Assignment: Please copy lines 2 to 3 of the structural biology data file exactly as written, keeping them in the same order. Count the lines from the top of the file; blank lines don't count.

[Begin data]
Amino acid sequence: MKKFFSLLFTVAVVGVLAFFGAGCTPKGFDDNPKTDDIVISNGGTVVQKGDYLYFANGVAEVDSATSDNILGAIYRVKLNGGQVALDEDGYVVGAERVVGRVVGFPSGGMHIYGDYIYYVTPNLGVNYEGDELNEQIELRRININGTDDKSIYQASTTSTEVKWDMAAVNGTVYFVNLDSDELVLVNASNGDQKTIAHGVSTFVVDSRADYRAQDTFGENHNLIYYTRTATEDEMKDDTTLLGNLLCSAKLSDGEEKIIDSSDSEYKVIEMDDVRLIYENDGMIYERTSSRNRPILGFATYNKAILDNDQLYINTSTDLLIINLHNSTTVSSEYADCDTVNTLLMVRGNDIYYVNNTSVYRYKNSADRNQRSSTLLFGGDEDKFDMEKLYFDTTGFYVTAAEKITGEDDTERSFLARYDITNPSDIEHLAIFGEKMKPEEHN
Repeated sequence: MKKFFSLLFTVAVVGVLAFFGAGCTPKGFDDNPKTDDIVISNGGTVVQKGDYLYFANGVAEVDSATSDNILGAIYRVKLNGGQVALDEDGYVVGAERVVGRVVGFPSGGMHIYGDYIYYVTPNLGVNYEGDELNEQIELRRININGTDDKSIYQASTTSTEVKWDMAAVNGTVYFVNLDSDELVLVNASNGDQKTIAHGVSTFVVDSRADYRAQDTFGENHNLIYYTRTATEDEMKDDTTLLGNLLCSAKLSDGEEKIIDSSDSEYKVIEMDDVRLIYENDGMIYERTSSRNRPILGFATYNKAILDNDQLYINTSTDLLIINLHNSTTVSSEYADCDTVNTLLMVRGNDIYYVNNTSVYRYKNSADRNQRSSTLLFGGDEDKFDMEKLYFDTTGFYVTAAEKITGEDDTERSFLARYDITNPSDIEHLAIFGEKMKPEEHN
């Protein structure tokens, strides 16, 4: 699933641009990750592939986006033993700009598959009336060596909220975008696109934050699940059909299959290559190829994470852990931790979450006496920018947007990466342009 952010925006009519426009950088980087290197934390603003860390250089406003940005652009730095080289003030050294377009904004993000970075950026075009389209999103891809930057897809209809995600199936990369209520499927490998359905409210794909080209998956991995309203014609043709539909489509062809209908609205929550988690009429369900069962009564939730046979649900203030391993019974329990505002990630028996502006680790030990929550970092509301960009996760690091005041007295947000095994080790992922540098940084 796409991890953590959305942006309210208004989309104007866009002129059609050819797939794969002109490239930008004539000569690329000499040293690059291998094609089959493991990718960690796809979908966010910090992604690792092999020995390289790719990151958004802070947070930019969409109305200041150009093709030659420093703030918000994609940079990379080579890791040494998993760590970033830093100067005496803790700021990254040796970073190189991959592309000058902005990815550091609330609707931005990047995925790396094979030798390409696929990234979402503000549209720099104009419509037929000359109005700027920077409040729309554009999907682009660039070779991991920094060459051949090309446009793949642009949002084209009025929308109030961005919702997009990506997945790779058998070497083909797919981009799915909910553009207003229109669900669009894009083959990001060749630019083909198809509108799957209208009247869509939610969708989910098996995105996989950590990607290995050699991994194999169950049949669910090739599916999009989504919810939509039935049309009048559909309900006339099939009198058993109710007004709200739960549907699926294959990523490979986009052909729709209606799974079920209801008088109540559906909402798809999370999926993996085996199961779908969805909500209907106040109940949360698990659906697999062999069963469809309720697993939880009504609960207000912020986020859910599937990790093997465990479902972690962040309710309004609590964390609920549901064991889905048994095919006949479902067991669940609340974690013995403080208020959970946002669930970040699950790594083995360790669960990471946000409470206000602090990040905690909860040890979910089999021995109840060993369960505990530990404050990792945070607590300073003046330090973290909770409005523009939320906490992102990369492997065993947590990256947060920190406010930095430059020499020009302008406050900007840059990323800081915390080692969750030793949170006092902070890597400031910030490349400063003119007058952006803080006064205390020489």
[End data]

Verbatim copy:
Repeated sequence: MKKFFSLLFTVAVVGVLAFFGAGCTPKGFDDNPKTDDIVISNGGTVVQKGDYLYFANGVAEVDSATSDNILGAIYRVKLNGGQVALDEDGYVVGAERVVGRVVGFPSGGMHIYGDYIYYVTPNLGVNYEGDELNEQIELRRININGTDDKSIYQASTTSTEVKWDMAAVNGTVYFVNLDSDELVLVNASNGDQKTIAHGVSTFVVDSRADYRAQDTFGENHNLIYYTRTATEDEMKDDTTLLGNLLCSAKLSDGEEKIIDSSDSEYKVIEMDDVRLIYENDGMIYERTSSRNRPILGFATYNKAILDNDQLYINTSTDLLIINLHNSTTVSSEYADCDTVNTLLMVRGNDIYYVNNTSVYRYKNSADRNQRSSTLLFGGDEDKFDMEKLYFDTTGFYVTAAEKITGEDDTERSFLARYDITNPSDIEHLAIFGEKMKPEEHN
């Protein structure tokens, strides 16, 4: 699933641009990750592939986006033993700009598959009336060596909220975008696109934050699940059909299959290559190829994470852990931790979450006496920018947007990466342009 952010925006009519426009950088980087290197934390603003860390250089406003940005652009730095080289003030050294377009904004993000970075950026075009389209999103891809930057897809209809995600199936990369209520499927490998359905409210794909080209998956991995309203014609043709539909489509062809209908609205929550988690009429369900069962009564939730046979649900203030391993019974329990505002990630028996502006680790030990929550970092509301960009996760690091005041007295947000095994080790992922540098940084 796409991890953590959305942006309210208004989309104007866009002129059609050819797939794969002109490239930008004539000569690329000499040293690059291998094609089959493991990718960690796809979908966010910090992604690792092999020995390289790719990151958004802070947070930019969409109305200041150009093709030659420093703030918000994609940079990379080579890791040494998993760590970033830093100067005496803790700021990254040796970073190189991959592309000058902005990815550091609330609707931005990047995925790396094979030798390409696929990234979402503000549209720099104009419509037929000359109005700027920077409040729309554009999907682009660039070779991991920094060459051949090309446009793949642009949002084209009025929308109030961005919702997009990506997945790779058998070497083909797919981009799915909910553009207003229109669900669009894009083959990001060749630019083909198809509108799957209208009247869509939610969708989910098996995105996989950590990607290995050699991994194999169950049949669910090739599916999009989504919810939509039935049309009048559909309900006339099939009198058993109710007004709200739960549907699926294959990523490979986009052909729709209606799974079920209801008088109540559906909402798809999370999926993996085996199961779908969805909500209907106040109940949360698990659906697999062999069963469809309720697993939880009504609960207000912020986020859910599937990790093997465990479902972690962040309710309004609590964390609920549901064991889905048994095919006949479902067991669940609340974690013995403080208020959970946002669930970040699950790594083995360790669960990471946000409470206000602090990040905690909860040890979910089999021995109840060993369960505990530990404050990792945070607590300073003046330090973290909770409005523009939320906490992102990369492997065993947590990256947060920190406010930095430059020499020009302008406050900007840059990323800081915390080692969750030793949170006092902070890597400031910030490349400063003119007058952006803080006064205390020489």